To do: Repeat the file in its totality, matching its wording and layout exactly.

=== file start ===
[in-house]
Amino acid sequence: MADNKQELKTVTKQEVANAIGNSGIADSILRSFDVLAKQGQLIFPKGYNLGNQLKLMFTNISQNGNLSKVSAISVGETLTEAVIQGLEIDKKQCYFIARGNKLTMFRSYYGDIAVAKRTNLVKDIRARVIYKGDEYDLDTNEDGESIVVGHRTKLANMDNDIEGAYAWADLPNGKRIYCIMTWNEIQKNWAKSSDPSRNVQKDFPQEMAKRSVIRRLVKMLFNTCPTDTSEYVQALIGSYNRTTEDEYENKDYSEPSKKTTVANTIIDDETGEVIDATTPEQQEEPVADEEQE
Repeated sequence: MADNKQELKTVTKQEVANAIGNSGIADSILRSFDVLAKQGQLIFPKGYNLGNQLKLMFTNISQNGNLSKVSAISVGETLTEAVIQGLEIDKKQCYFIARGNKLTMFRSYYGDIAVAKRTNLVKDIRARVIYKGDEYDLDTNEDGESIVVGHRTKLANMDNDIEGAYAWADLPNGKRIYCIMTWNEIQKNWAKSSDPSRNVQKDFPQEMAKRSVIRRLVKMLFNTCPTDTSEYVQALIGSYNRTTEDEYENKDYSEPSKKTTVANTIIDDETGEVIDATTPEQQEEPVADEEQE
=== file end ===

[in-house]
Amino acid sequence: MADNKQELKTVTKQEVANAIGNSGIADSILRSFDVLAKQGQLIFPKGYNLGNQLKLMFTNISQNGNLSKVSAISVGETLTEAVIQGLEIDKKQCYFIARGNKLTMFRSYYGDIAVAKRTNLVKDIRARVIYKGDEYDLDTNEDGESIVVGHRTKLANMDNDIEGAYAWADLPNGKRIYCIMTWNEIQKNWAKSSDPSRNVQKDFPQEMAKRSVIRRLVKMLFNTCPTDTSEYVQALIGSYNRTTEDEYENKDYSEPSKKTTVANTIIDDETGEVIDATTPEQQEEPVADEEQE
Repeated sequence: MADNKQELKTVTKQEVANAIGNSGIADSILRSFDVLAKQGQLIFPKGYNLGNQLKLMFTNISQNGNLSKVSAISVGETLTEAVIQGLEIDKKQCYFIARGNKLTMFRSYYGDIAVAKRTNLVKDIRARVIYKGDEYDLDTNEDGESIVVGHRTKLANMDNDIEGAYAWADLPNGKRIYCIMTWNEIQKNWAKSSDPSRNVQKDFPQEMAKRSVIRRLVKMLFNTCPTDTSEYVQALIGSYNRTTEDEYENKDYSEPSKKTTVANTIIDDETGEVIDATTPEQQEEPVADEEQE